U swimmers change lineup, flatten Iowa

Ryan Schuster

Before Saturday’s swim meet against Iowa at the University Aquatic Center, Gophers women’s swimming coach Jean Freeman allowed all of her seniors sign up for one event in which they wanted to compete. This strange strategy was designed to let Minnesota’s 14 seniors enjoy themselves in the last home dual meet of their college careers.
Because of the lineup juggling, only three of Minnesota’s event winners from a week ago at the Quad Duals won the same event against the Hawkeyes. The end result, however, was the same as the Gophers swam past Iowa, 187-106.
Minnesota won 15-of-16 events in the meet, with Iowa’s lone first-place finish coming in the 200-yard freestyle relay, the last event of the competition. Despite shifting their lineups, the Gophers (15-0) still set four new Minnesota-Iowa dual meet records.
Junior Olga Splichalova broke former Iowa swimmer Jane Keating’s 11-year-old dual meet record in the 500 freestyle by over three seconds with a time of 4 minutes, 55.23 seconds.
For Minnesota, it was a fine way to prepare for Big Tens, Feb. 20-22.
“It’s a confidence builder because people are showing that they can win events that they normally don’t swim,” Gophers senior Devon Coellner said.
Kim Wilson and Jessica Grass also broke records set by Keating in 1986. Wilson swam the 1,000 freestyle in 10:07.31 and Grass set a new mark in the 200 butterfly with a time of 2:04.15. Minnesota’s Beth Shimanski eclipsed an old Gophers-Hawkeyes dual meet mark in the 100 backstroke in 58.34.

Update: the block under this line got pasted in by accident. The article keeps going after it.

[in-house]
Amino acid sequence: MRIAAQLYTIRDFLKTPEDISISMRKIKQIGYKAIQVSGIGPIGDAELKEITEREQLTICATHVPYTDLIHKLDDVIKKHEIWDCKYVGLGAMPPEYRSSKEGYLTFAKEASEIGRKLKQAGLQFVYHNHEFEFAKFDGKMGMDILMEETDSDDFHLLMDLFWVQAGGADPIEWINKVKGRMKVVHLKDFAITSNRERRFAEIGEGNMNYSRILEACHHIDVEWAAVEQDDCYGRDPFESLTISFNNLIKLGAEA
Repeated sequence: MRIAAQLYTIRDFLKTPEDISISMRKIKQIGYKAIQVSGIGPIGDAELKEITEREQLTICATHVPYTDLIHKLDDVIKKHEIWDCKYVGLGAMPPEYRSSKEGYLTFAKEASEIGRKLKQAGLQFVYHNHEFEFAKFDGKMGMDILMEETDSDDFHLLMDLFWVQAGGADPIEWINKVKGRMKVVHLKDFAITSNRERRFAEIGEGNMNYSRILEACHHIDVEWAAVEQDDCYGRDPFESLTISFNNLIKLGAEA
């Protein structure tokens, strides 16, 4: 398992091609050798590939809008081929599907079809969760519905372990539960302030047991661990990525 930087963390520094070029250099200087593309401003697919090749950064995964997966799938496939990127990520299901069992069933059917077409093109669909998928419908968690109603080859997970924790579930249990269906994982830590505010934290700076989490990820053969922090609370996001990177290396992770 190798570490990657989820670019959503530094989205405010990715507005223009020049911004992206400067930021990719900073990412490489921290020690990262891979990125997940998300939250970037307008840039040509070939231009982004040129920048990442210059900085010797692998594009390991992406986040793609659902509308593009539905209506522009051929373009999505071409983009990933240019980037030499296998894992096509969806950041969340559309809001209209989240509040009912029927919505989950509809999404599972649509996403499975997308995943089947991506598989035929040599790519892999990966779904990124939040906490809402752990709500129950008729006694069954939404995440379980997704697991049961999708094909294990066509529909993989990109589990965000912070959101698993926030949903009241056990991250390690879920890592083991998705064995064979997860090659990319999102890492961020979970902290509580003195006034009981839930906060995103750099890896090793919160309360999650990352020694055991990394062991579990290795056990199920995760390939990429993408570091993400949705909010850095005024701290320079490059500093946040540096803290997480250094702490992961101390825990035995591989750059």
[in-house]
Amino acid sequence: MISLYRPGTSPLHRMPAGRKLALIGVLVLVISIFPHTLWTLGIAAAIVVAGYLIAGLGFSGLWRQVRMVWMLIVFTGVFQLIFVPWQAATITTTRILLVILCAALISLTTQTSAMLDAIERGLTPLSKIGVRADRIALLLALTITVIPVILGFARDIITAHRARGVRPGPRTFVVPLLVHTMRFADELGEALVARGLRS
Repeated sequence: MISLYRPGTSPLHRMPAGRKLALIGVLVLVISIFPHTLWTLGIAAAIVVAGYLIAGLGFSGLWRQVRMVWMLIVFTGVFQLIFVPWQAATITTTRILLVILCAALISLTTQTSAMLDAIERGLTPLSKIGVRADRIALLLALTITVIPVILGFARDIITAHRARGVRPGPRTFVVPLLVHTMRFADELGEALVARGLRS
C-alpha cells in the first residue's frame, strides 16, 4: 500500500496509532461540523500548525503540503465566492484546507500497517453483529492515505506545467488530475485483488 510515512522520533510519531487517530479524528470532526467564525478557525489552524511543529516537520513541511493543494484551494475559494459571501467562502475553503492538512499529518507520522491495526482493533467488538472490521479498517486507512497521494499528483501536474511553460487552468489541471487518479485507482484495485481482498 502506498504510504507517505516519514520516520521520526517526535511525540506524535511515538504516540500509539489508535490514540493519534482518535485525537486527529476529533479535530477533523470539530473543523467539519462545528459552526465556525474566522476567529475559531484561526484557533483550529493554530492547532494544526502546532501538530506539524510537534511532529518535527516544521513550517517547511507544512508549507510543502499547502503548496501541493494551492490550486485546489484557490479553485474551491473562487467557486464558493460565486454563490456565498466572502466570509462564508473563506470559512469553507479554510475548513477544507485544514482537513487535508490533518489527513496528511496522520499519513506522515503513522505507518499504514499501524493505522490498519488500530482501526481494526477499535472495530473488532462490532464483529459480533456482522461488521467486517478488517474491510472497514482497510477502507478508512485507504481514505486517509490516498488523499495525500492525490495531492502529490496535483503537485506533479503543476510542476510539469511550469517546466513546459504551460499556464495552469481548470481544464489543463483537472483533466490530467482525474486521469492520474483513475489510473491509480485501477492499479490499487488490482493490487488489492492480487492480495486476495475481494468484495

Seniors bring success
In the midst of one the best seasons Minnesota’s swimming and diving program has ever had, it is easy to forget how far both teams have come in such a short time.
In men’s coach Dennis Dale’s first year at Minnesota (1985-86), the Gophers finished ninth in the Big Ten. Last year, the men won the conference title. At weeks end, the team was 10-0 overall and ranked No. 9 nationally.
The women’s team has also made a big turnaround. One of the biggest factors in the team’s improvement has been the contributions of this year’s senior class.
“It’s been a great class that has changed the direction of Minnesota women’s swimming and diving,” Freeman said.
In 1992-93 — the year before this year’s seniors were freshmen — the Gophers finished sixth in the Big Ten. The Gophers have shown steady progress recently. In the last three years the team has finished third twice and second once.
With a strong senior class, the success of the 1997 Gophers is undeniable. They have equalled the program’s record for dual meet wins in a season (13), and set a new high for conference victories (7). At No. 8 in the nation, no women’s swimming team has been ranked higher.